A proof of why war chickens come home to roost.

A few weeks ago my daughter asked me to help her come up with topics for a persuasive speech she had to write and deliver in her sophomore English class.  After she dismissed all the good ones (“Why the war on drugs is a scam”…she thought that would get her kicked out…”Why all Catholics would be happier if they were Episcopalians”…it’s a Catholic school – guess what we are? ;-)) she settled on a case against police militarization.
We worked on the outline yesterday and in a stunning case of syncronicity, this is what I listened to on my way home from dropping her off at school this morning.  In this interview, Scott Horton talks to Abigail Hall about the article she contributed to appearing in the most recent issue of The Independent, titled “Perfecting Tyranny: Foreign Intervention as Experimentation in State Control“.  It might as well be called “A model based definition of why war chickens come home to roost”.
The article lays out the case and the mechanism of what the authors call “the boomerang effect” by which the tools of social control developed in coercive foreign interventions (see the article for what they mean by this if its not clear) make their way back to the originating country of the tool and the intervention (aka war chickens roosting).  Why the idea may be an old one (aren’t all allegories involving chickens some form of ancient wisdom?), the structure backing the argument is what’s news here.  The authors layout four “channels” by which the war chickens find their way home tools of social control developed in foreign wars make their way home (in my own words):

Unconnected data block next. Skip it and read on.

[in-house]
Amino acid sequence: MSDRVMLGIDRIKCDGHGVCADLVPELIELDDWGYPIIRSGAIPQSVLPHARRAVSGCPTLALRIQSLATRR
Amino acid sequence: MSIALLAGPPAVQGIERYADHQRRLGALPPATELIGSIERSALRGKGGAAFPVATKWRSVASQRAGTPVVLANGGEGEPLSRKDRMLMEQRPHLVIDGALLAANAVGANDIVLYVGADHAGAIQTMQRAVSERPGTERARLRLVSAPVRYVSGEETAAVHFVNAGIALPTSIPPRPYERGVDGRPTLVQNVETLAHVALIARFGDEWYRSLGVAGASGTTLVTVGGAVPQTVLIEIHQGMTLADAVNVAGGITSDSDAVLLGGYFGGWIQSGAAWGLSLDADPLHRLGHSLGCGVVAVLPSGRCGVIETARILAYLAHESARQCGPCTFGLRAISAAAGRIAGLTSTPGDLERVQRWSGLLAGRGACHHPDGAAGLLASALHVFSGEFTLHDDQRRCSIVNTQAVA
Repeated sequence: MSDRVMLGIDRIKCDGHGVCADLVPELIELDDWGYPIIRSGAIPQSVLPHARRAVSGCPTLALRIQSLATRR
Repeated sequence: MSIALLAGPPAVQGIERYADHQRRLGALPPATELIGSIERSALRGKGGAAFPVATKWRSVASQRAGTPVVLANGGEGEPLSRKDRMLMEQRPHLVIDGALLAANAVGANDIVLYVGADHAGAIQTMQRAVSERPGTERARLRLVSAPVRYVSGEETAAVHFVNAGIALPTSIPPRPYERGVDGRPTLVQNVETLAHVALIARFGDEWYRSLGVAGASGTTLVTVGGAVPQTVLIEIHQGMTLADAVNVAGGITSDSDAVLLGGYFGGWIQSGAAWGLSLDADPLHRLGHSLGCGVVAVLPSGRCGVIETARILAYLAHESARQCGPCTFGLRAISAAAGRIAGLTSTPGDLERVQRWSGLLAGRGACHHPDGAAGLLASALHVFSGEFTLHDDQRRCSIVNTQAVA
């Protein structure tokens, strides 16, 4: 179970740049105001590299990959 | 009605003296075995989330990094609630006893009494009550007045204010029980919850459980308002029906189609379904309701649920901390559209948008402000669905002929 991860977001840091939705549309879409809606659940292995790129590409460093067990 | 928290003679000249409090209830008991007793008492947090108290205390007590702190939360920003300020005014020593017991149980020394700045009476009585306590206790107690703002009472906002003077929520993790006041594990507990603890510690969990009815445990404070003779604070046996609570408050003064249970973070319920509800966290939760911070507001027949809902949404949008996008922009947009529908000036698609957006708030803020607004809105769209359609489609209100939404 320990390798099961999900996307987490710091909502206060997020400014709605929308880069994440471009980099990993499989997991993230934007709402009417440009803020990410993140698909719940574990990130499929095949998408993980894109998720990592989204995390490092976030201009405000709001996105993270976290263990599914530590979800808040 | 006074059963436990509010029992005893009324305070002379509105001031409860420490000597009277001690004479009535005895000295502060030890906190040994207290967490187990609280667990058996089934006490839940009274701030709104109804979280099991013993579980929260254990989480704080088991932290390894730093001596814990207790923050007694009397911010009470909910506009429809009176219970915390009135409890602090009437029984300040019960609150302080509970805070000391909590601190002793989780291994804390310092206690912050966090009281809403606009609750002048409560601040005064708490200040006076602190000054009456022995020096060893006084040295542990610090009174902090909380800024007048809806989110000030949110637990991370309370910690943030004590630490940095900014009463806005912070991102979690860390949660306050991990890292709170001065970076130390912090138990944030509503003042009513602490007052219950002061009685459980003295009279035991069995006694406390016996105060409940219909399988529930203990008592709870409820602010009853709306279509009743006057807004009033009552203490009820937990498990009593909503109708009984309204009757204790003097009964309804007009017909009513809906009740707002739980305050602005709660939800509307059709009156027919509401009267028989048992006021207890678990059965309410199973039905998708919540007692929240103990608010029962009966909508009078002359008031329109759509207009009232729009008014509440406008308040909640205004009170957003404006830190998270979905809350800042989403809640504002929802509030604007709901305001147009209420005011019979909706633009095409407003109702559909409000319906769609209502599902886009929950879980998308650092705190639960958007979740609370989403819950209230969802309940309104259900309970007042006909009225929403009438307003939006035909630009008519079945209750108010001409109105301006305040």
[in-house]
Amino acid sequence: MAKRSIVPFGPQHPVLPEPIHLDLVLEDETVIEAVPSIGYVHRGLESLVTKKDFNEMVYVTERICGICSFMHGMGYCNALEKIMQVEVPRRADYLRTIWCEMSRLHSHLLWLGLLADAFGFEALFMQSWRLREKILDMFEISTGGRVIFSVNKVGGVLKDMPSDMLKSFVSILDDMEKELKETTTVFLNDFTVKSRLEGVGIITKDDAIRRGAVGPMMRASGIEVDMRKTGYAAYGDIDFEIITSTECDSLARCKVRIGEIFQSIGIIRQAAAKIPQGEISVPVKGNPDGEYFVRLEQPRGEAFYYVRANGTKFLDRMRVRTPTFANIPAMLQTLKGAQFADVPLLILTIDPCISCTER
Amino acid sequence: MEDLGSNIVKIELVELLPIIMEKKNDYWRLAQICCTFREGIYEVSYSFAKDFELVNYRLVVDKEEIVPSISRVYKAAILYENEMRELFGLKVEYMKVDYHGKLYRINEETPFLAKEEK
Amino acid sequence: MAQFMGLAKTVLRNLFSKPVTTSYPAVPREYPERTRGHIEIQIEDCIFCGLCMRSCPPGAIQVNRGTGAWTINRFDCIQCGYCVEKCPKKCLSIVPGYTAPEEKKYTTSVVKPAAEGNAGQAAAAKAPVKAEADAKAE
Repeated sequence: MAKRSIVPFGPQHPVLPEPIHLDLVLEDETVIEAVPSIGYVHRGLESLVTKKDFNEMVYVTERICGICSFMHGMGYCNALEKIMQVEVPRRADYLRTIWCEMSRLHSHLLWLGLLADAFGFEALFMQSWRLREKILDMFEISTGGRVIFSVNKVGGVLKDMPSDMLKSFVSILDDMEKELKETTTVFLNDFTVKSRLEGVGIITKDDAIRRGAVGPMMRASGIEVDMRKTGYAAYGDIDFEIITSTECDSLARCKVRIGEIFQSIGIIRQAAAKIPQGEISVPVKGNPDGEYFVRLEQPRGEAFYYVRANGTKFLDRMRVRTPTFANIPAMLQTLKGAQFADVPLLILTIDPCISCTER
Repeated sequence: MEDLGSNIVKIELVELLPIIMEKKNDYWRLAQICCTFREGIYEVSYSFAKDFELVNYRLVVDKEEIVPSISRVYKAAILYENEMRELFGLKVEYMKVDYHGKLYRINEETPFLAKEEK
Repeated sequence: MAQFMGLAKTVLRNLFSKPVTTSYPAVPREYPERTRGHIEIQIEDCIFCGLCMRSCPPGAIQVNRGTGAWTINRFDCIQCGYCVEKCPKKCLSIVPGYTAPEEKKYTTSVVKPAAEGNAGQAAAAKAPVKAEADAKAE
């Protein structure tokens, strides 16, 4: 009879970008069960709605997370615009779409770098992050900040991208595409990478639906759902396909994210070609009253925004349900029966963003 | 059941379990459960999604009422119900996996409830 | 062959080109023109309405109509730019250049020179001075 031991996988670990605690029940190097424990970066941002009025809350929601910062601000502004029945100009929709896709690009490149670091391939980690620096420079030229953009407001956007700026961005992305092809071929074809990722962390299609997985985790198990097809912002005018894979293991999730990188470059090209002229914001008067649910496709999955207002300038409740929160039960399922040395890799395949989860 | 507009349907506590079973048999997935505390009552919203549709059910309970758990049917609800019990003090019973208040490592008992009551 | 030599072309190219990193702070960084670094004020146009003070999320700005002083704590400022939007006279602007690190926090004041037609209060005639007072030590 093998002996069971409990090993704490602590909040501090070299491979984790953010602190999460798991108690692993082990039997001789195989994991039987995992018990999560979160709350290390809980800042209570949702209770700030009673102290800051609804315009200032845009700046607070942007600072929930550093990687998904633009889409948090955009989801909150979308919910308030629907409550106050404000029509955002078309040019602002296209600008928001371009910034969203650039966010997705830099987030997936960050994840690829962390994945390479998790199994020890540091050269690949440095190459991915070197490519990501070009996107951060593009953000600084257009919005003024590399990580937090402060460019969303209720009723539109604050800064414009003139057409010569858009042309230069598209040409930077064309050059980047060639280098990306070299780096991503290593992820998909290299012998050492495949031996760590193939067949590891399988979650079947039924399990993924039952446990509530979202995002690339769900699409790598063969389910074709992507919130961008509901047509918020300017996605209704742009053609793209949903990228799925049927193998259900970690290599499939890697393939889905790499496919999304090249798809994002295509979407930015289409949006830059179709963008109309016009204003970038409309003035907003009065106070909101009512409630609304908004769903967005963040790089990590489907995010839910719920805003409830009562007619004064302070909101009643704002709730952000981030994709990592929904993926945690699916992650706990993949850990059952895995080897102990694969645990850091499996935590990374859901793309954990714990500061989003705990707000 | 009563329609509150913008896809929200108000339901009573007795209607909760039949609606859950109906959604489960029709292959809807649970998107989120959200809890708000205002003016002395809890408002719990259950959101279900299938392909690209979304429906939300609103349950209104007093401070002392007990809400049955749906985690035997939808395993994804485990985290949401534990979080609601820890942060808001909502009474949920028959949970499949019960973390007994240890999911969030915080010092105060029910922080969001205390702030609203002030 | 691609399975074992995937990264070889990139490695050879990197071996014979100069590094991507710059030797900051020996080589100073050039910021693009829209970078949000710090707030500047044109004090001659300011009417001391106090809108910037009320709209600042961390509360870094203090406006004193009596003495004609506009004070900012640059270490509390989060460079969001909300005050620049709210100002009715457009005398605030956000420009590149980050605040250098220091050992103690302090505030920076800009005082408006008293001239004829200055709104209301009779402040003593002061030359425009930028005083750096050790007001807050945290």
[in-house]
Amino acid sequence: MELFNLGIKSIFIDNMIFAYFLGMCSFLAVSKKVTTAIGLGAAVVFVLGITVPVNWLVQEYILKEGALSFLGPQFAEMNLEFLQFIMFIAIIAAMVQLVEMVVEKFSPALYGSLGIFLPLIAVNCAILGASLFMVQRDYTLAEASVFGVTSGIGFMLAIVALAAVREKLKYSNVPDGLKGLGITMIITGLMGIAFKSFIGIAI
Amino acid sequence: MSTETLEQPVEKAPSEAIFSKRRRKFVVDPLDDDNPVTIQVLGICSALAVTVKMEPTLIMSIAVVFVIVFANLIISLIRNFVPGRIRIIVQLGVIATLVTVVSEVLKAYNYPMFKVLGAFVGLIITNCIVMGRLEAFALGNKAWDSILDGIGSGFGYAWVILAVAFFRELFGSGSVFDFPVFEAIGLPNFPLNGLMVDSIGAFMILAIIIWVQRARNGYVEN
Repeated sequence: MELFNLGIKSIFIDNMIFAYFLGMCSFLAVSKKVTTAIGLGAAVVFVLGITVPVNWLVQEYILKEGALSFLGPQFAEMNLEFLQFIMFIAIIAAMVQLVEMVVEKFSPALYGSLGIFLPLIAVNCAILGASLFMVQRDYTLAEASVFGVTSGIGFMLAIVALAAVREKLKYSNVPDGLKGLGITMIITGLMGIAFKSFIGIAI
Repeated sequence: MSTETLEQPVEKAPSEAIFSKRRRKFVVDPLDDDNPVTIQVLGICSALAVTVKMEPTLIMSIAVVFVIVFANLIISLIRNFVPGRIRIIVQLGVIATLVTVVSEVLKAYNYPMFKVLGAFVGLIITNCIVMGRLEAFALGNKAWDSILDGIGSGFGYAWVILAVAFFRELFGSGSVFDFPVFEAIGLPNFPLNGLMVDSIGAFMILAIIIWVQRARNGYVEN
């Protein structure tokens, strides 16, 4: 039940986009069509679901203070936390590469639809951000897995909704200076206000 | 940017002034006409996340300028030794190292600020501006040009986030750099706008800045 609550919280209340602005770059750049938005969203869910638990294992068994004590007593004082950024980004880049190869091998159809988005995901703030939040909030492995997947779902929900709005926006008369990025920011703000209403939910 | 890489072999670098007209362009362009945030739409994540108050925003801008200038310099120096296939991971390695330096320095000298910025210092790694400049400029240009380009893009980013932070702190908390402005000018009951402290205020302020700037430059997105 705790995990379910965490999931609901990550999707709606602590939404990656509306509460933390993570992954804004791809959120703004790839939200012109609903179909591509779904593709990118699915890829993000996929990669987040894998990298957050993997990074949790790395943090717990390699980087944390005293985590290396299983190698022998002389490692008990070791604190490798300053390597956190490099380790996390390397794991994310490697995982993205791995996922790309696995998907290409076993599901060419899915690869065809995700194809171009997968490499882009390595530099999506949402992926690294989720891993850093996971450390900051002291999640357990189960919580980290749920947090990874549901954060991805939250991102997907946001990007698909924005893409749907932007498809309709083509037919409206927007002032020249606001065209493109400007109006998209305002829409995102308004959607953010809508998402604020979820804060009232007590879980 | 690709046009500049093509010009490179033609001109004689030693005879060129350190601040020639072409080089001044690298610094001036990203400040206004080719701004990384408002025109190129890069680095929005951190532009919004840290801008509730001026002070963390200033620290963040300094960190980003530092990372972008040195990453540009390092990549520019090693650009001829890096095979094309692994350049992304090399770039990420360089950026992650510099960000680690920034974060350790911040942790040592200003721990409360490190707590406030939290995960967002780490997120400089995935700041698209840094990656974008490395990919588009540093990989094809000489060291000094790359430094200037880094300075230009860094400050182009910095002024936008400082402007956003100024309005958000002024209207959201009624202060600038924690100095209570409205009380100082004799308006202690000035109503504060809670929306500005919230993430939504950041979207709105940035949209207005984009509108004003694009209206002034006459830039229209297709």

1. During war time, government power tends to become more centralized.
  2. The people involved in foreign wars learn some things about making people do what they want…usually without the restrictions that would be in place in the home country.
  3. Some of those people end up in charge of things and they make changes in procedures that align with what they learned.
  4. We build a bunch of stuff to go to war and we have to use it somewhere when the war ends pauses.

The conclude with a few examples of how this model has played out in the creation of the surveillance state and a militarized police force, both of which supply ample evidence to validate the model.  Here’s to hoping that “enhanced interrogation techniques” don’t make it on that list of examples.
At 26 pages its not something you can skim through, but I got through it over lunch so you can read it in the time it would take you to watch the local and national news – and you’ll be way smarter for it.






Leave a Reply

Your email address will not be published. Required fields are marked *